Keywords: **min**-**max**, **min**-**max** regret, computational complexity, pseudo-polynomial.
1 Introduction
The definition of an instance of a combinatorial optimization problem requires to specify parameters, in particular objective **function** coefficients, which may be uncertain or imprecise. Uncertainty/imprecision can be structured through the concept of scenario which corresponds to an assignment of plausible values to model parameters. Each scenario s can be represented as a vector in IR m where m is the number of relevant numerical parameters. Kouvelis **and** Yu [2] proposed the maximum cost **and** maximum regret criteria, stemming from decision theory, to construct solutions hedging against parameters variations. In **min**-**max** optimization, the aim is to find a solution having the best worst case value across all scenarios. In **min**-**max** regret problem, it is required to find a feasible solution minimizing the maximum deviation, over all possible scenarios, of the value of the solution from the optimal value of the corresponding scenario. Two natural ways of describing the set of all possible scenarios S have been considered in the literature. In the interval data case, each numerical parameter can take any value between a lower **and** upper bound, independently of the values of the other parameters. Thus, in this case, S is the cartesian product of the intervals of uncertainty for the parameters. In the discrete scenario case, S is described explicitly by the list of all vectors s ∈ S. In this case, that is considered in this paper, we distinguish situations where the number of scenarios is bounded by a constant from those where the number of scenarios is unbounded.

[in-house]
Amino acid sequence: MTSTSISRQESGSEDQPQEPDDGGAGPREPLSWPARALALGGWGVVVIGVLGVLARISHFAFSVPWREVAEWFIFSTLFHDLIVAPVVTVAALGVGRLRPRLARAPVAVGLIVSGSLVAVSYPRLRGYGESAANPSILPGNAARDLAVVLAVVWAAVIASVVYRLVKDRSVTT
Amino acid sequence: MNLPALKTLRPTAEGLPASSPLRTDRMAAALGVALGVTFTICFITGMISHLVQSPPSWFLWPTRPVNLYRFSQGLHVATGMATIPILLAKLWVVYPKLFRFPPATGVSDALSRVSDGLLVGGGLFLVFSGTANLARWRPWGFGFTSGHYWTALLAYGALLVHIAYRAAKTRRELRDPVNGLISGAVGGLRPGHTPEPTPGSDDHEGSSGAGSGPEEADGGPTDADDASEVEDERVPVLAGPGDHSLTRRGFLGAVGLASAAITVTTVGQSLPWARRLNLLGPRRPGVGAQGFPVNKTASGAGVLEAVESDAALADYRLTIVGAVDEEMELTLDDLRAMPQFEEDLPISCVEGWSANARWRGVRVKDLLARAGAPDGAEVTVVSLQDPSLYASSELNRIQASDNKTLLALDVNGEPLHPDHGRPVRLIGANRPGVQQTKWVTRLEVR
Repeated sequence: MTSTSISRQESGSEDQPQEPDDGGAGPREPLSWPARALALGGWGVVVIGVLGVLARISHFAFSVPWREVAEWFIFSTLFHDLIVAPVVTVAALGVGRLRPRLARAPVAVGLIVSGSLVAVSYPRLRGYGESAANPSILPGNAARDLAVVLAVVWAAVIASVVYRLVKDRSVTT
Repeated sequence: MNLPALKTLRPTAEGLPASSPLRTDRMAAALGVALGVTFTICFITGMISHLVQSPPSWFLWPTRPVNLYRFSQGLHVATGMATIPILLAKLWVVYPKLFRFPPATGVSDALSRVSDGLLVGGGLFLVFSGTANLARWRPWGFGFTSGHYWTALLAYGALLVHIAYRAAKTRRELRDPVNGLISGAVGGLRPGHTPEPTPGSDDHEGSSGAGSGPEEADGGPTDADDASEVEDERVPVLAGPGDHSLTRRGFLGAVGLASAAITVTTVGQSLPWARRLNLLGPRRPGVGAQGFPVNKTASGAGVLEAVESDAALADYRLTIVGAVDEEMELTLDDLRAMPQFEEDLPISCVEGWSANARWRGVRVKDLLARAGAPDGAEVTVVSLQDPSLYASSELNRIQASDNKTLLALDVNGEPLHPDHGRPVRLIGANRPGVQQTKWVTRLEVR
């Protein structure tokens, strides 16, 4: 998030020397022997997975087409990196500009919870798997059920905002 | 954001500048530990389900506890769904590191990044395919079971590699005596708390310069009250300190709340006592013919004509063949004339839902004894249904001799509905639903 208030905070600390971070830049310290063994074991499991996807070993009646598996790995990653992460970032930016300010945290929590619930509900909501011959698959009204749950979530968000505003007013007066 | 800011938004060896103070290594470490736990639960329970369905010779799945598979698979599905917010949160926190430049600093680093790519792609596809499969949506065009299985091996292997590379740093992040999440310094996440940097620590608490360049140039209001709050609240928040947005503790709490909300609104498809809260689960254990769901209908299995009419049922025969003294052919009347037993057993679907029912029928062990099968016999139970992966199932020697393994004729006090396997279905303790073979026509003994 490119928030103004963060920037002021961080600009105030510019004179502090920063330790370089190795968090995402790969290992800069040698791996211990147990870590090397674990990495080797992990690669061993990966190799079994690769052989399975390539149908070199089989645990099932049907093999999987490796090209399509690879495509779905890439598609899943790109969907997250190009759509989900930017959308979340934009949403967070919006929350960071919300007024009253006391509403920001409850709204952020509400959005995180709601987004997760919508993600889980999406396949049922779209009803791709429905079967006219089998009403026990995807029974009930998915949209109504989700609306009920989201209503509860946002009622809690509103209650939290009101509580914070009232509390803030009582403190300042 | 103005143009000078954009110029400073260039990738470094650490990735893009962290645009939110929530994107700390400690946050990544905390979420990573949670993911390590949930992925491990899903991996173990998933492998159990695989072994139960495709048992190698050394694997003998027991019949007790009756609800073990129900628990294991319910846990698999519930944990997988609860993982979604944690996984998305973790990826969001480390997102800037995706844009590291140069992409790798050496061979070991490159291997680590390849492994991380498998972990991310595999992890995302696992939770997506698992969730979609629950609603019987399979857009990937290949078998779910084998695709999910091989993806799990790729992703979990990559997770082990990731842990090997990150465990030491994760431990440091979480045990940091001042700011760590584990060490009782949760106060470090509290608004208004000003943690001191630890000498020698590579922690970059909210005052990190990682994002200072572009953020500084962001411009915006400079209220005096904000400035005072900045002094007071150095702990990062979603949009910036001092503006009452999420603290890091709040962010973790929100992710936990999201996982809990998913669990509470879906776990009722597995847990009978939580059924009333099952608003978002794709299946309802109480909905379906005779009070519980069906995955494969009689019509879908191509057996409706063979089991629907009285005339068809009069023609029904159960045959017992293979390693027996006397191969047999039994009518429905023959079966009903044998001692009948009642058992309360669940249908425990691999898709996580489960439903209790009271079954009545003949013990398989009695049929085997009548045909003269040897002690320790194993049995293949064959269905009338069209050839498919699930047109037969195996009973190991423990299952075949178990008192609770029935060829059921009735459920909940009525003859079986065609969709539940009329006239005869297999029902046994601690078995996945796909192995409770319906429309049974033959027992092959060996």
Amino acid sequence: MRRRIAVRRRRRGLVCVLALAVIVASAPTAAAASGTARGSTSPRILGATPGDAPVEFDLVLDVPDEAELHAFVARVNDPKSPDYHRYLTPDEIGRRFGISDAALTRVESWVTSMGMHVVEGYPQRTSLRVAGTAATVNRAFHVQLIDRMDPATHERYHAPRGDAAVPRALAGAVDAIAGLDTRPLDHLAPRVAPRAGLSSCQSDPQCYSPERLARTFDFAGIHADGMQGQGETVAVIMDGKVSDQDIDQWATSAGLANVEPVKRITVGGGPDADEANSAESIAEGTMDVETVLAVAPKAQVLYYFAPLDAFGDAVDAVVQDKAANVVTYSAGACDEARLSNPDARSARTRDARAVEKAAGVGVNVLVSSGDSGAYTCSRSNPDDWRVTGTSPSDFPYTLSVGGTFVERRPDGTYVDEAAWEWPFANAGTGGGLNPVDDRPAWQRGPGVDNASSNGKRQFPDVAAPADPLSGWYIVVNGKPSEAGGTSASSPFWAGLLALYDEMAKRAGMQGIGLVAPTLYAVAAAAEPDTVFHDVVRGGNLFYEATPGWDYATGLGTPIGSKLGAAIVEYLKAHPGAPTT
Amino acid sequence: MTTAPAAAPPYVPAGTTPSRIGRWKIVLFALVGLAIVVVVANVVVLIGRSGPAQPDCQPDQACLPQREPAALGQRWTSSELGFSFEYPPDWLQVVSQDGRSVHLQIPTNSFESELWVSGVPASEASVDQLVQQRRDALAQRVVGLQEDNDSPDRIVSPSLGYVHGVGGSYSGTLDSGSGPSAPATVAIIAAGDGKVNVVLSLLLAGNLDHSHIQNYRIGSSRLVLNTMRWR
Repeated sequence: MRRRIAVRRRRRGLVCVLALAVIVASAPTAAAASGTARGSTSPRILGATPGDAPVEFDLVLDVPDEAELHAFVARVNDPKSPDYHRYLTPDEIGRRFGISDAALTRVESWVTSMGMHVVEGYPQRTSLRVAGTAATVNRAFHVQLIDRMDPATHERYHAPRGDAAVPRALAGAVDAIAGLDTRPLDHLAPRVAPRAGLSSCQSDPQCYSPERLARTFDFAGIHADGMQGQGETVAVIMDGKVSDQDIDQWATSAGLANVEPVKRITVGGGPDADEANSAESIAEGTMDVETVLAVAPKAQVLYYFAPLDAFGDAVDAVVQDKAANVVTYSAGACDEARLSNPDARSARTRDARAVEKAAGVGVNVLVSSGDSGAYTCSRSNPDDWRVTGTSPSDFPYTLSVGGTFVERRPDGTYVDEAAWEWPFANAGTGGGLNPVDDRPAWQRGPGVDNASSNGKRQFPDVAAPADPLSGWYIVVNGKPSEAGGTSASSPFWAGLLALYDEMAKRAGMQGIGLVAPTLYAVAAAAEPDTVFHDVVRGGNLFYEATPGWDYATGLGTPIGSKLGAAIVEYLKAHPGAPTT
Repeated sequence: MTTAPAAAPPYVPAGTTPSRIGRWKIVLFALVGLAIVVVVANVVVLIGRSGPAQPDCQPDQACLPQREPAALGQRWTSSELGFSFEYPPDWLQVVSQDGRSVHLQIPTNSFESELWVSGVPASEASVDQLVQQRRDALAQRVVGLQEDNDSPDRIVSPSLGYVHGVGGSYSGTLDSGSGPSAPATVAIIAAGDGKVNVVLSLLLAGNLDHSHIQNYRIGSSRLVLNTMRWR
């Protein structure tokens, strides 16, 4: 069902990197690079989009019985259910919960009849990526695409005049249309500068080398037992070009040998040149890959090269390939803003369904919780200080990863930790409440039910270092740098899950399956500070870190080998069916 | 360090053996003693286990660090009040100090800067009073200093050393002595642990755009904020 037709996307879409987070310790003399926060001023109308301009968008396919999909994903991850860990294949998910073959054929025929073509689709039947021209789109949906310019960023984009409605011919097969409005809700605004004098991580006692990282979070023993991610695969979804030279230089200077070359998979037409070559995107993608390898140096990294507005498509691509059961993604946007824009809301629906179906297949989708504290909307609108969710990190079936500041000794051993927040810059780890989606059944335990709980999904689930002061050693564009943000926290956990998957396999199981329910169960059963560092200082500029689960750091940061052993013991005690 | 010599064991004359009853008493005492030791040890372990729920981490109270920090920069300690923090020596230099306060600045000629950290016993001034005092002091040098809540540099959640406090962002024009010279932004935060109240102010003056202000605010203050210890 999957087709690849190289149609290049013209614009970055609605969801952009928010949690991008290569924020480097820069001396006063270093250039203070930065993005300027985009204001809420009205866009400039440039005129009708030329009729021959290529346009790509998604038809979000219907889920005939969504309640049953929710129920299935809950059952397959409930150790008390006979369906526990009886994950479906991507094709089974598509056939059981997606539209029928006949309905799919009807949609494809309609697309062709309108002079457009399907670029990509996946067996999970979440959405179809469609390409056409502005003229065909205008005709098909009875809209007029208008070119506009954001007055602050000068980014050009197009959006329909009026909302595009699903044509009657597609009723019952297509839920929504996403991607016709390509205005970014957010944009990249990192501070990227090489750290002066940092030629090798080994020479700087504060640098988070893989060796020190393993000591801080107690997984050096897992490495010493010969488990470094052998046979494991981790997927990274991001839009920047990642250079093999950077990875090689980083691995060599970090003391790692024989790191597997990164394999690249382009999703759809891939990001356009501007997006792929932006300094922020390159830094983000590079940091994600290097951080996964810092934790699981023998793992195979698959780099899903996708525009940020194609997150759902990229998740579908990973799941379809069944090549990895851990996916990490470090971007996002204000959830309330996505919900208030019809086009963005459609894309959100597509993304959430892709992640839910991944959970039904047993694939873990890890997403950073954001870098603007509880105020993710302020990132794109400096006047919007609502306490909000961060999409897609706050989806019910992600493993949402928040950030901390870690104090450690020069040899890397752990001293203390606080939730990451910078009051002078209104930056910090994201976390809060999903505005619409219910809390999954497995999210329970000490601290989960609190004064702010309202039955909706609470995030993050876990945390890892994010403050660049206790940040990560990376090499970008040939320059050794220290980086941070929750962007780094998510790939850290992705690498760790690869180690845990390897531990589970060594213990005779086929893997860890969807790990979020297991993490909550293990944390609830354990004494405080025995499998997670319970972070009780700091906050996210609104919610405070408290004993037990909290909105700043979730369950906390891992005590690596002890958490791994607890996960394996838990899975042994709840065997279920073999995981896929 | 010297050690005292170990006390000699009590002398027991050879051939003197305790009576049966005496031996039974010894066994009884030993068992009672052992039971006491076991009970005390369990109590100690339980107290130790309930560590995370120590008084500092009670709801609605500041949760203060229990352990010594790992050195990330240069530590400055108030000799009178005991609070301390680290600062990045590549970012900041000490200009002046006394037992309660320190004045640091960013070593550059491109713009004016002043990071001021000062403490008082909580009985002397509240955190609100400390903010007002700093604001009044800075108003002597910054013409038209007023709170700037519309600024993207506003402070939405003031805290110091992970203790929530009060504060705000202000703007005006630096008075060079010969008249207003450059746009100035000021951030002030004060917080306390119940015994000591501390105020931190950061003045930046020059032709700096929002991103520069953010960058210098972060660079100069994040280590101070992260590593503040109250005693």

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Keywords: **min**-**max**, **min**-**max** regret, approximation, fptas, shortest path, **min**- imum spanning tree.
1 Introduction